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Topic section: The peaceful atom
The peaceful atom
Following on from the development of the first nuclear weapons in the United States during the Second World War, t
Picture: 10414787_S1_embed.jpg
Scientist taking readings from the BEPO reactor rod loading site.
Credit: Science Museum/Science & Society Picture Library
he British government established its own nuclear weapons programme. This required the construction of nuclear reactors in Britain to produce plutonium for warheads.

As well as plutonium, these reactors produced heat, which could be used to convert water into steam to drive electricity generators. Because the government wanted reactors for weapons-grade plutonium, the extra cost of using the heat for electricity production was small. This was the thinking behind the first two nuclear power stations in Britain, Calder Hall and Chapel Cross. These produced both plutonium and electricity. Consequently, a lot of the research and development costs of the early nuclear power stations were underwritten by military budgets.

In the United States, the navy developed a small and powerful reactor to propel submarines. This reactor, the Pressurised Water Reactor (PWR), became the standard nuclear reactor design used around the world.

In the early days, nuclear power was seen as a benefit, producing cheap electricity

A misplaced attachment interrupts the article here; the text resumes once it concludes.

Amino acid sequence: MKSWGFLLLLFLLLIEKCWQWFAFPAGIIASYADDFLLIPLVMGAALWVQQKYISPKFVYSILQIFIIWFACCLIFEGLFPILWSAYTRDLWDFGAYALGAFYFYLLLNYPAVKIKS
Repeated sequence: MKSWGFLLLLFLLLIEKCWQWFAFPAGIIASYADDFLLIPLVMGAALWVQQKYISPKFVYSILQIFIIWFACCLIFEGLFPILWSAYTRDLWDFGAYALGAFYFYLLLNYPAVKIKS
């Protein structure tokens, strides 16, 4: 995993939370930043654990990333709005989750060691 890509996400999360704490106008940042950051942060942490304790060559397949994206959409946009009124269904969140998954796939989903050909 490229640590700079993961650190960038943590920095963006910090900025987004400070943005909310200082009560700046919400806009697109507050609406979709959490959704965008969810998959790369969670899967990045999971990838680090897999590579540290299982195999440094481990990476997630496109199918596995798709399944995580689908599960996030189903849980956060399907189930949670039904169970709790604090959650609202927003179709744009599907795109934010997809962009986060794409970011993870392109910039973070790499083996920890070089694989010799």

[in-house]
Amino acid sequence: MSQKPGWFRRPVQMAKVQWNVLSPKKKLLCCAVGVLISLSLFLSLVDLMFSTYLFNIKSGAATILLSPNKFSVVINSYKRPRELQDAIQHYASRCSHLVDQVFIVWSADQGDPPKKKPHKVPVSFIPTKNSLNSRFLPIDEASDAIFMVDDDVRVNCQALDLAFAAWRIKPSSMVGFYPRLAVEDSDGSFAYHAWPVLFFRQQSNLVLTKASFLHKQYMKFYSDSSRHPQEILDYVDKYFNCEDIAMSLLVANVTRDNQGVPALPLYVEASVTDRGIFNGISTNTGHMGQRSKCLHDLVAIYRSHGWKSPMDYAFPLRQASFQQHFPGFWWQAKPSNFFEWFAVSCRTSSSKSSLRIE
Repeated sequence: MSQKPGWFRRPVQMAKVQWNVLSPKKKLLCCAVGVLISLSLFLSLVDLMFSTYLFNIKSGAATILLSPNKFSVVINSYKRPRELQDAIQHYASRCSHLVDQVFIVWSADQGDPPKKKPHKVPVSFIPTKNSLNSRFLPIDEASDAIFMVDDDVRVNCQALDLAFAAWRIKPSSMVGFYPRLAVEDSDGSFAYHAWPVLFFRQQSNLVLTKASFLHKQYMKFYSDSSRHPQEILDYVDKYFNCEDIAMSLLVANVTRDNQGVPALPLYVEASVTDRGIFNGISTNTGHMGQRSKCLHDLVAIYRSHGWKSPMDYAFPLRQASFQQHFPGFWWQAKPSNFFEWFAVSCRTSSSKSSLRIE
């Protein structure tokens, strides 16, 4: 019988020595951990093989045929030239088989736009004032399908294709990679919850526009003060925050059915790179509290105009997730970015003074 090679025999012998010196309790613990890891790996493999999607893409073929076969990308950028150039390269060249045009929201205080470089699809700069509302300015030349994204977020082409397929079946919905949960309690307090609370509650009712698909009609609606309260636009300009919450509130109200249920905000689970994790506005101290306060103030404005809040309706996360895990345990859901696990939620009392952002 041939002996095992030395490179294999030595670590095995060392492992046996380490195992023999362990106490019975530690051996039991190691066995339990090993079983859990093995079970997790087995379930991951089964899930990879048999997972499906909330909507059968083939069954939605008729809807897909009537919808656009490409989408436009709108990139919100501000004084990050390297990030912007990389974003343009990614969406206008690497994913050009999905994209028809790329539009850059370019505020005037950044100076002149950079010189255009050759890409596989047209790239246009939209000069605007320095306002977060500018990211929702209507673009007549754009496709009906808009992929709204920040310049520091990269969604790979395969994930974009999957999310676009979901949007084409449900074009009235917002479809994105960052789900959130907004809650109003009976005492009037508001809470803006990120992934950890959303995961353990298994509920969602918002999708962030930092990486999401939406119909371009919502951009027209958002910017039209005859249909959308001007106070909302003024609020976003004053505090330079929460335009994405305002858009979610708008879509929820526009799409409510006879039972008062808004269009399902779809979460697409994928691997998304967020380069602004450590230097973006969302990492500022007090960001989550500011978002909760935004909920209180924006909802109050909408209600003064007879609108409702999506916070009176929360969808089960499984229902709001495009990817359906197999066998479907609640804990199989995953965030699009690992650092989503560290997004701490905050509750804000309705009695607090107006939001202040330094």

The development of these nuclear power plants showed that nuclear power was technologically possible. But would the public accept it?

In the early days, nuclear power was seen as a benefit, producing cheap electricity and reducing Britain’s dependency on oil from the Middle East (in the days before North Sea oil). But the downside of nuclear power became apparent with accidents at Three Mile Island in the US and, even more significantly, at Chernobyl, which was then in the USSR.

Alongside the growing the unease of the public about the safety of nuclear power, another issue became prominent: how to deal with nuclear waste. Up to now the nuclear industry and government have been unable to find a solution that the public are willing to accept. Despite assurances from the scientists, the public’s fears over safety and toxic waste may halt further development of nuclear power, a technology once favoured by government.

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Topic section: Foot and mouth disease
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The foot-and-mouth disease outbreak of 2001 raised questions of science versus compensation culture. Would vaccination favoured by scientists be acceptable to farmers worried about public resistance to eating vaccinated meat?  > more

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Topic section: GM – to modify or not to modify?
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Genetic modification (GM) technology is good for suppliers. But what benefits are there for consumers? Until these are clearly established, the public is not going to buy GM food.  > more
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